How many yards has Golfmagic's Andy Roberts gained since lofting up to a 10.5-degree SLDR?
WHEN an email from our friends at TaylorMade HQ pinged up in our inbox informing us of yet another brand new driver at the beginning of last year, we must admit we had to check whether it was April 1.
Having just digested everything the one-size-fits-all R1 had to feed us for early 2013, a driver available in both white and black with one simple 12-position loft sleeve, TaylorMade decided to strike while the
iron driver was hot and unleash the highly innovative SLDR.
Placing TaylorMade SLDR down at address in rare sun-kissed Surrey sunshine there's a modern, classic looking head shape on offer, in a pleasing charcoal grey and black crown. Aesthetically, it reminds me very much of the TaylorMade 200 Steel I used to play as a junior. I'm also a fan of the silver button-back that works well with the subtle crown markings and aids simple alignment.
The button-back is a great move from TaylorMade in my book. It will make it clear to the television viewer that the Tour player, TaylorMade sponsored or not, is using the SLDR.
Turning clubhead over into palm of glove and there's a simple sliding 20g weight on display, positioned towards the front of the driver. I was informed this allows you to move the club's centre of gravity low and forward to promote that desired high launch, faster ball speed and lower spin, which yes you guessed it, creates what TaylorMade claims to be its longest-driver-to-date.
After an hour custom-fitting session for the SLDR at TaylorMade's superb Wentworth Fitting Centre alongside TaylorMade Performance Lab Manager Tom Godwin, I quickly understood why TaylorMade was so keen to get the SLDR out on the shelves so soon after the R1.
The golfer is able to increase or reduce loft of the SLDR up to 1.5-degree increments with a 12-position loft-sleeve for optimal trajectory. Tom decided to loft me up half a degree on my current spec to 10.5-degree after seeing me strike what I thought were three solid drives out to 230 yards carry and 255 yards distance using the SLDR's standard Fujikura Speeder 57 shaft.
"Sold," I said, walking back towards the door, because I thought it would be funny.
"It's good, but it's not quite right," replied my custom-fitting-expert-turned-Roy Walker.
Lofting me up to 10.5-degree and with the touch of a wrench, playing around with several of the hundreds of different shafts available in the TaylorMade Performance Lab, on top of having already seen my rapid hockey-style golf swing, Tom worked his magic and fitted my new SLDR driver to a Mitsubishi Diamana Kai'li 60 S shaft.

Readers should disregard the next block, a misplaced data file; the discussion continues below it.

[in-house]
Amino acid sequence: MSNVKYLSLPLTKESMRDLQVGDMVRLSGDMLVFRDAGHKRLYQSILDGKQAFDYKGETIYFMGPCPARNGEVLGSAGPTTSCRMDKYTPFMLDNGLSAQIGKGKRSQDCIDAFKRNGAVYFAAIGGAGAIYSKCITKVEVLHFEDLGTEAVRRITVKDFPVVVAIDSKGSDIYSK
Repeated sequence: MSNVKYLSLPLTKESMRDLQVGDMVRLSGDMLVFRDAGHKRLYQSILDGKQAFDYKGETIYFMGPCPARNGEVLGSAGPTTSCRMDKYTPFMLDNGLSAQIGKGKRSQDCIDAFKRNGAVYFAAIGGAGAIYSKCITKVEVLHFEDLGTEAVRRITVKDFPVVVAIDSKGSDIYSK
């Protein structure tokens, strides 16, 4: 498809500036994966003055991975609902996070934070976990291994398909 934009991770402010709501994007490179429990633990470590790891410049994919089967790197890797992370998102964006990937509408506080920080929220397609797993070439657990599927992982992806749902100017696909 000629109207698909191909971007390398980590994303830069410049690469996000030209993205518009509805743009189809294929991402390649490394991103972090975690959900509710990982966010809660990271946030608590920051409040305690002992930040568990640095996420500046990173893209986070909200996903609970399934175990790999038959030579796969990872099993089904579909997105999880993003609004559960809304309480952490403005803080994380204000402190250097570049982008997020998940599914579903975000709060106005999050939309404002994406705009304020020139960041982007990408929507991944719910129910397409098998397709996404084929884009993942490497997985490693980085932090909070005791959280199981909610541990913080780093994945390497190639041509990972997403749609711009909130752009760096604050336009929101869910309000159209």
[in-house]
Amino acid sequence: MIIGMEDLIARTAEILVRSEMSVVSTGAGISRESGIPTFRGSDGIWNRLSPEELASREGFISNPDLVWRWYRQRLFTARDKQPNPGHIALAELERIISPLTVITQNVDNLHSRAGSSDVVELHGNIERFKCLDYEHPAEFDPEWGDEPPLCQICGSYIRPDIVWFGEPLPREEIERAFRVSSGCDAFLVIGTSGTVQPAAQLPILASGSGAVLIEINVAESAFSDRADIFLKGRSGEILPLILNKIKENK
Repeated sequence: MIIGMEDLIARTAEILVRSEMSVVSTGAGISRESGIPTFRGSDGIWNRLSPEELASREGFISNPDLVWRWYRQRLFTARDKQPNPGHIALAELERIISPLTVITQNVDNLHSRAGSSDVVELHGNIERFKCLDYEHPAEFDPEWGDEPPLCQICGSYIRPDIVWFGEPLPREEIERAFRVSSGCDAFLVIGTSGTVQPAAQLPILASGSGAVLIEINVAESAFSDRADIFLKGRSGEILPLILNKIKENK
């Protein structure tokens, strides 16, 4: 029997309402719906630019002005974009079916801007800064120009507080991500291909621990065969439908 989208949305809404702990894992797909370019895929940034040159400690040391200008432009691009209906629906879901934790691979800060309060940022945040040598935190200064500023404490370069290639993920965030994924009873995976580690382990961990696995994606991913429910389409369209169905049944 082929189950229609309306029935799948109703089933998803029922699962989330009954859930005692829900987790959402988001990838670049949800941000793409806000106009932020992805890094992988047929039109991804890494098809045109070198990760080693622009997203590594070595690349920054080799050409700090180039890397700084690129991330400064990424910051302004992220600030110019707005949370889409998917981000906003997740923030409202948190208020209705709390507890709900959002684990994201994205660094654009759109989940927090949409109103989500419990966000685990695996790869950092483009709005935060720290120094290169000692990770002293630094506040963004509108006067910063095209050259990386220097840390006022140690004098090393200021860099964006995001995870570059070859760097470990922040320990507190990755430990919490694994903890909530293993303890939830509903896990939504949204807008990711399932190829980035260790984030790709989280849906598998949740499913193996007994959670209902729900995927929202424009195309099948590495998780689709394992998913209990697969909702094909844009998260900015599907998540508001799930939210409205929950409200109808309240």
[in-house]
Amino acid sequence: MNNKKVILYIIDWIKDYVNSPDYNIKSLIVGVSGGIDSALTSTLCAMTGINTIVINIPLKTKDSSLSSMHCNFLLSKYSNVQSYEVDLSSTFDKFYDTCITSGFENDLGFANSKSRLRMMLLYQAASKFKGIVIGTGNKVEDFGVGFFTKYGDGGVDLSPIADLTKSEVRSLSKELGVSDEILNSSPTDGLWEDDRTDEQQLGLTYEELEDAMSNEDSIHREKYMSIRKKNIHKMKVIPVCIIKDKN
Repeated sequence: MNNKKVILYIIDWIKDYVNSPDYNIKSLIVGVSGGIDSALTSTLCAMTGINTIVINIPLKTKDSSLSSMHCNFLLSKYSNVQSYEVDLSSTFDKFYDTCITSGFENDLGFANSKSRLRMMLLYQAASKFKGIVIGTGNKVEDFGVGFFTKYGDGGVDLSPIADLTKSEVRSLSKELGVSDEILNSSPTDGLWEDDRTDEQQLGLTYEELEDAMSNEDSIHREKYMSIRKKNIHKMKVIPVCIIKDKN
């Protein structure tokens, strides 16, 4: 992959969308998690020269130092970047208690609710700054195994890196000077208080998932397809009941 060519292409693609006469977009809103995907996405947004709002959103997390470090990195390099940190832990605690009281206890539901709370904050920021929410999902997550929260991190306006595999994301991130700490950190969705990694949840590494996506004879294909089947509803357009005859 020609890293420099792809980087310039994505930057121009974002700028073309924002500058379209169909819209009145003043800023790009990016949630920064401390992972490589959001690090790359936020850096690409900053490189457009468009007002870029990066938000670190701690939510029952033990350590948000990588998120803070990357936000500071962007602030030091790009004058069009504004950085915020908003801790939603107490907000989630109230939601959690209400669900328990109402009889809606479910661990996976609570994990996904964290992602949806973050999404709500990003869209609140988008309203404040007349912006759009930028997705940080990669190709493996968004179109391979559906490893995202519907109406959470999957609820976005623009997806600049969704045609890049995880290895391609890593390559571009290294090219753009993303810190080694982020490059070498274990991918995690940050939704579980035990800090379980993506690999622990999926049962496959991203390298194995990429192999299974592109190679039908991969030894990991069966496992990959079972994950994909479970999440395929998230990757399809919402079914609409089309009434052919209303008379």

It was love at first sight. Drives were flying out on average to 242 yards carry and 267 yards total distance (about a 12-yard distance gain on my previous setup) and the change of shaft had all but eliminated my one bad drive - a dangerous pull to the left when my swing gets too fast and moves out to in.
I also feel like the switch to a slightly heavier stiff shaft, certainly 5g stronger than what I'm normally used to, now allows me to go after the ball much more, and the stable tip-section produces lower launch and spin characteristics for desirable swing data.
Lofting up and shaft switch aside, there's no doubting the SLDR's lower and more forward CG promotes the hotter launch, lower spin and faster ball speed I was enjoying. With CG lower and further forward, I was able to launch the ball on a higher trajectory with much less spin.
To help counter my bad pull to the left, Tom slid - oh, that's why it's called SLDR - the 20g weight up to the Fade end of the driver (+0.5 Slider Fade 5) to straighten me up. It was working wonders.
Along with heavier shaft, I also enjoy the slightly heavier clubhead, too, as I feel like this helps eliminate that dreaded pull over my left shoulder. I also feel like the SLDR delivers much better forgiveness than previous TaylorMade drivers, particularly on shots hit low on the face.
Another positive, and while I'm a big fan of the TaylorMade R1 technology, the 20g sliding weight on offer with the SLDR is much easier and faster to adjust than the previous moveable weight system. I believe you can be much more precise with your tuning this time around as the SLDR generates more than double the influence on a driver's CG than the R1's moveable weights.